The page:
Smith's reference seems too circumstantial to be dismissed as a mistake. If correct, it must either predicate a full second sitting, or the touching up from the sitter of a marble based on an earlier model. It is a matter of opinion, but NPG 4982 may be thought to contain a smaller element of realism than persists in Roubiliac's marbles of Pope and Handel in relation to their terra cottas. This suggests that it may have been produced without direct reference to the sitter and may not be the bust mentioned by the elder Smith.

Condition:the head, the tip of the nose, and the fold in the coat on the sitter's right shoulder had been broken and skilfully repaired prior to acquisition; the socle is modern.

Collections:bought 1974 with the help of the National Art Collections Fund; from the collection of Major Richard Wellesley, of Buckland House, Berkshire, Christie's, 4 December 1973, lot 159, bought Cyril Humphris, and according to the sale catalogue, previously in the collection of Lady Fitzgerald. A marble bust of Isaac Ware is mentioned in an 1861 [6] inventory of Buckland House and in 1912 under the heading 'Staircase and Hall'. Major Wellesley's grandmother, Lady Fitzgerald, wife of Sir Maurice Fitzgerald, 20th Knight of Kerry, acquired Buckland House and some furniture from the Throckmortons in 1908; [7]NPG 4982 may thus have descended in the Throckmorton family. An expensive object like a marble bust is not likely to have been commissioned by the sitter. The obvious patron is Chesterfield, or perhaps Byng. However there seems to be no record of NPG 4982 in such ownership, and a connection with the Throckmortons is not apparent.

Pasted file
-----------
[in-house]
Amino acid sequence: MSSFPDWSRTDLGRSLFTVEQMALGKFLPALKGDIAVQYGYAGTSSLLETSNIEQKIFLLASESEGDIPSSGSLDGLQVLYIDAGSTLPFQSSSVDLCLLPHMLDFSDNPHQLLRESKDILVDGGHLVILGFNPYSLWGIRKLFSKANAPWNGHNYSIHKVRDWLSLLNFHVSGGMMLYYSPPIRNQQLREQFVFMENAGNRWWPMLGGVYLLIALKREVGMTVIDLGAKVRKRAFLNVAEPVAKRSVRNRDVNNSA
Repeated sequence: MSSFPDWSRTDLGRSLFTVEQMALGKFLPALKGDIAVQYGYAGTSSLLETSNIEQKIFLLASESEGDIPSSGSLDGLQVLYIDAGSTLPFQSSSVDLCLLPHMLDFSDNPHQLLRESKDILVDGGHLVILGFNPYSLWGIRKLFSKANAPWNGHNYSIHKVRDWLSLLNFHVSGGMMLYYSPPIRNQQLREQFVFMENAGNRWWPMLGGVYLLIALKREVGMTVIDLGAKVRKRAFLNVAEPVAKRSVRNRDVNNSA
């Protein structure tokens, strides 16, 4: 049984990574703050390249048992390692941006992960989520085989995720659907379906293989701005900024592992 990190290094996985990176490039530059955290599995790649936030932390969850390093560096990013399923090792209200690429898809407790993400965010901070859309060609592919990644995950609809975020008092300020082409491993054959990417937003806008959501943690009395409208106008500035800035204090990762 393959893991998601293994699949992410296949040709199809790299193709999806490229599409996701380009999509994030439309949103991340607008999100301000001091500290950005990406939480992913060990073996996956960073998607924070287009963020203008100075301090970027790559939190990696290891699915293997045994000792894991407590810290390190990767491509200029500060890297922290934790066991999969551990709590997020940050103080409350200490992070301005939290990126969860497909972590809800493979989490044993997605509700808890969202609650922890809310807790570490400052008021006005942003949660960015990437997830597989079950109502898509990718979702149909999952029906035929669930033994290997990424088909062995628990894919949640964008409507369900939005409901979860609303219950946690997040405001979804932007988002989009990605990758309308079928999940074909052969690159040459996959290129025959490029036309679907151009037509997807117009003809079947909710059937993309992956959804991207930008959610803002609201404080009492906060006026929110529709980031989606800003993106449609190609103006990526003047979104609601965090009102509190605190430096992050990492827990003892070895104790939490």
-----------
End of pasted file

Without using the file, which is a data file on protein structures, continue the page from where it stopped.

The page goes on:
Engraved:the type was engraved by J.T. Smith (unsigned), published J. Richardson, 1802, 'From a Bust by Roubylliac' and issued in Illustrations for the Rev. Mr. Lyson's Environs of London,1811 (pl.88).

Exhibited:'English Taste in the Eighteenth Century', RA, 1955-56 (147).

Literature:H.M. Colvin, 'Roubiliac's Bust of Isaac Ware', Burlington Magazine, XCVII, 1955; J.T. Smith, Nollekens and His Times,ed. W. Whitten, 1920.


The only other portrait is the oil attributed to Soldi in the RIBA. This probably dates from c.1754as it shows an elevation of Wrotham Park, which is seen in construction in the background. It includes one of the sitter's two daughters or possibly his second wife. [8]


1. Colvin, pp.649-51; Sir John Summerson, unpublished information.
2. Vertue, III, p.105.
3. Smith, II, p.143.
4. Ibid.
5. Esdaile, pp.51, 108.
6. Information kindly supplied by Miss Thompson, archivist at Coughton Court.
7. Information kindly communicated by Major Wellesley, 1 May 1974.
8. Connoisseur, vol.186, 1974, pp.180-81.